Climate Change

How will Climate Change Influence Forest Recovery

Uriarte, M., N. Schwartz, J. S. Powers, E. Marín‐Spiotta, W. Liao, and L. K. Werden. 2016. Impacts of climate variability on tree demography in second growth tropical forests: the importance of regional context for predicting successional trajectories. Biotropica 48:780-797.


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Climate change is upon us, and the impacts of climate change and climate variability on large-scale forest regeneration cannot be ignored. Climate change is linked to increased likelihood of large-scale fires, intense tropical storms, and outbreaks of forest pests and diseases. Tropical regions are predicted to experience extreme seasonal heat and shifts in precipitation patterns. Further, land-use change may exacerbate the effects of climate change.

In this review of 112 studies, the authors summarize information on how natural climate variability affects the demography and dynamics of second-growth forests to gain insights into how future climate change may influence recovery trajectories. These effects can directly influence tree demography but can also be indirectly mediated by the species pool of regrowing forests through effects on disturbance regimes in relation to biogeographic context and patterns of land-use/land-cover (see figure).

Many studies show that drought decreases tree growth, survival, and recruitment, particularly during early stages of forest succession. Effects of temperature are less explored. Fires and cyclonic storms often lead to positive feedbacks, increasing vulnerability to climate extremes and the disturbances they create. In geographic regions with a history of long-term exposure to climate extremes, however, such events can lead to local adaptations that increase resilience. Fragmentation increases the vulnerability of forests to fire, wind, and drought; whereas increasing human activities in landscapes increase the frequency and use of fire. These interacting factors can potentially retard succession and restoration efforts.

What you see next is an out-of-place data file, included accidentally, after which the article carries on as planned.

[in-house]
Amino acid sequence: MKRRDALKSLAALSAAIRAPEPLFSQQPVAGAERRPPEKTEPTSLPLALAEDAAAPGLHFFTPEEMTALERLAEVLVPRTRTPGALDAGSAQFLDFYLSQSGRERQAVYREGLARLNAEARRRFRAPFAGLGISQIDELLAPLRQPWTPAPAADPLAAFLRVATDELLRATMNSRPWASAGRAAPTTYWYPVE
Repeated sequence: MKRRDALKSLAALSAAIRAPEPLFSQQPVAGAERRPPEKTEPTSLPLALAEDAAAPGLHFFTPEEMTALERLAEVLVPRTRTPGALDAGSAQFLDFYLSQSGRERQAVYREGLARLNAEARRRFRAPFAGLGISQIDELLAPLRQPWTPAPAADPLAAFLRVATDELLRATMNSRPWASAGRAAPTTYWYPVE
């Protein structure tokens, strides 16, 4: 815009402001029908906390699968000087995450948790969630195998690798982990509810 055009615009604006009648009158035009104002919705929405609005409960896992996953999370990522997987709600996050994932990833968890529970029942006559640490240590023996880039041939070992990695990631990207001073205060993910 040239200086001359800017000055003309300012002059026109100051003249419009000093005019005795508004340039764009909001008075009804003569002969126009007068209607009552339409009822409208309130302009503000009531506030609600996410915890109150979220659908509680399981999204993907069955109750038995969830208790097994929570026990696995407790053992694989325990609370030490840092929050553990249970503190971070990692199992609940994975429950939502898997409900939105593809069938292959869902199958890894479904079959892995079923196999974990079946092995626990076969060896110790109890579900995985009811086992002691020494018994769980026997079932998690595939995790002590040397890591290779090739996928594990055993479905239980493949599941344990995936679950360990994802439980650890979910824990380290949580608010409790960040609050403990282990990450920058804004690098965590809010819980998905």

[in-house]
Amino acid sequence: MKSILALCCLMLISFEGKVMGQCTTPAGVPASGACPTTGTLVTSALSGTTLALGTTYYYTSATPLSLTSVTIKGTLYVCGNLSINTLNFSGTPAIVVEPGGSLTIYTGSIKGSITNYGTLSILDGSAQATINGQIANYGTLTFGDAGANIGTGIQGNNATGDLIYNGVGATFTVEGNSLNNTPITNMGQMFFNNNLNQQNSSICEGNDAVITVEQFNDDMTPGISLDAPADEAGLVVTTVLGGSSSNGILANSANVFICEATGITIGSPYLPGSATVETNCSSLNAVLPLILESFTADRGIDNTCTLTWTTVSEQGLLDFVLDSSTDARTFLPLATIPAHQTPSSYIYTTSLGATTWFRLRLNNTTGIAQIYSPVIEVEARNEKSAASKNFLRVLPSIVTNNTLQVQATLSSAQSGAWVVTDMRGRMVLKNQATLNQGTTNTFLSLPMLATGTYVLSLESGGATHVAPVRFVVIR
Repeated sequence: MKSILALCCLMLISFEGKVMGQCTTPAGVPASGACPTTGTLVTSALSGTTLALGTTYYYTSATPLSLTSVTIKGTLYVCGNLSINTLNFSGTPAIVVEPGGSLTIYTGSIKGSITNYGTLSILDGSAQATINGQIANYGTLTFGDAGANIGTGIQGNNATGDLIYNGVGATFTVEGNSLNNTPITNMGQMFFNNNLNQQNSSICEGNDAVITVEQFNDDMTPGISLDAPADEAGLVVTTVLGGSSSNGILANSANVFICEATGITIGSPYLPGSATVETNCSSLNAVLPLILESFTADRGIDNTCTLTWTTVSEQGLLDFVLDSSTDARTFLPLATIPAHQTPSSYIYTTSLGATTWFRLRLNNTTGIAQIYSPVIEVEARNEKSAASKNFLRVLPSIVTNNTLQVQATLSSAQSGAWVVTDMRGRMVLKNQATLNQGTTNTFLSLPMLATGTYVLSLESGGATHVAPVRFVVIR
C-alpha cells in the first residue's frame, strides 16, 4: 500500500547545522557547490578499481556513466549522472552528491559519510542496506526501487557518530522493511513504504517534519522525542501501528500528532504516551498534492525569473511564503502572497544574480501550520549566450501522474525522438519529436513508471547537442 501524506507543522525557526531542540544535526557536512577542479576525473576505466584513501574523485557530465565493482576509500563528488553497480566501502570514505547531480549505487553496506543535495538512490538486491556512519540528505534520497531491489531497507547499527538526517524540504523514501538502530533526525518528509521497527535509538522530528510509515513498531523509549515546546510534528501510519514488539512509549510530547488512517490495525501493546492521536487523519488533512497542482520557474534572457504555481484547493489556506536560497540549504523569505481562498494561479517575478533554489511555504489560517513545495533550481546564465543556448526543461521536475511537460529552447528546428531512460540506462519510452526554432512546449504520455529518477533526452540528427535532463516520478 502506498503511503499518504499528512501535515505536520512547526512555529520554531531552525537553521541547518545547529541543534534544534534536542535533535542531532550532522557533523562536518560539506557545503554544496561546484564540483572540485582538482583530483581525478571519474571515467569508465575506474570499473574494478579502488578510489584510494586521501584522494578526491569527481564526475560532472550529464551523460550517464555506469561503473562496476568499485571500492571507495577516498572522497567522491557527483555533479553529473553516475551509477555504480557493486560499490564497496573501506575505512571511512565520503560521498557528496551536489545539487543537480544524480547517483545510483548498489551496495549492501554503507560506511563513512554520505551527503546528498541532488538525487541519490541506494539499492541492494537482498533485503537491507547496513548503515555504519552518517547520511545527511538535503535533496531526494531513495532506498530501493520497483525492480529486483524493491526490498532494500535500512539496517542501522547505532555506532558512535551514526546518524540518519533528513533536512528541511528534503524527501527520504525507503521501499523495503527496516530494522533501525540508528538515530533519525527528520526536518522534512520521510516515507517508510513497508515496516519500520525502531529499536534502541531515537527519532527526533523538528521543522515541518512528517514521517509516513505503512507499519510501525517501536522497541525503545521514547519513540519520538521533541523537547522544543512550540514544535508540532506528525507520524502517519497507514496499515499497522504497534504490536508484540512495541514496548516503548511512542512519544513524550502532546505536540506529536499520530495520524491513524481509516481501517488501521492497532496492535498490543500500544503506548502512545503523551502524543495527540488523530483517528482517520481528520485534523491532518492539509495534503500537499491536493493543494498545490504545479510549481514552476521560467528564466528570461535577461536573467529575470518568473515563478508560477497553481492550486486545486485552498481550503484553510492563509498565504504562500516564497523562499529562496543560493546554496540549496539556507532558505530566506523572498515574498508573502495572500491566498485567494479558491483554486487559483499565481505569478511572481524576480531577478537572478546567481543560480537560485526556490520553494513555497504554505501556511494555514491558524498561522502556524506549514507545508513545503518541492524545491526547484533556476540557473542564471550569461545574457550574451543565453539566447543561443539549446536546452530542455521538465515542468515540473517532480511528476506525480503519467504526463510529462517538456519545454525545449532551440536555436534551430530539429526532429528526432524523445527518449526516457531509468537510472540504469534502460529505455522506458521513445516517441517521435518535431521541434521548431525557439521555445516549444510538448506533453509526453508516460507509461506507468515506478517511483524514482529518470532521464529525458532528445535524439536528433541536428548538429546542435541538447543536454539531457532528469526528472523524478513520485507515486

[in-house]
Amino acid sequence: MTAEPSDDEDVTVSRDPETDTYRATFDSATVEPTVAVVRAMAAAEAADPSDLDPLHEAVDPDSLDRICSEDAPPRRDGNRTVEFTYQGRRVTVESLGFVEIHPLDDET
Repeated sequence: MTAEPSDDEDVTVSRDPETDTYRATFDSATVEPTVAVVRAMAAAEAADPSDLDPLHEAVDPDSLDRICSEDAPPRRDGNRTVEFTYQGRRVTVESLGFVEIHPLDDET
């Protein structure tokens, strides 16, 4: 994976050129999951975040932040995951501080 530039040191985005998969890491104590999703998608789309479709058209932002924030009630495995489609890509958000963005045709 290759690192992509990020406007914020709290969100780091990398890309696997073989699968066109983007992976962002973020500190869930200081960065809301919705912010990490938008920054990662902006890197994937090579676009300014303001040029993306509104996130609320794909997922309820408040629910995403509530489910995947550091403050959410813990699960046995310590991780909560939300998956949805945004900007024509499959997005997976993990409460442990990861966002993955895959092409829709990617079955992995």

The study revealed major gaps in understanding how climate change will impact forest recovery, with major implications for forest and landscape restoration. Most studies have been conducted in the Neotropics, suggesting a need to expand this research into Asia and Africa. Comparative studies of climate effects across biogeographic regions are urgently needed. Knowledge of how climate variability and change will influence outcomes of forest and landscape restoration should be actively incorporated into planning and practice.


The PARTNERS connection
This review emerged from a working group discussion during the first PARTNERS workshop in 2014 and a follow-up workshop sponsored by PARTNERS at Columbia University in 2015. The paper was published as a contribution to the Special Issue of Biotropica.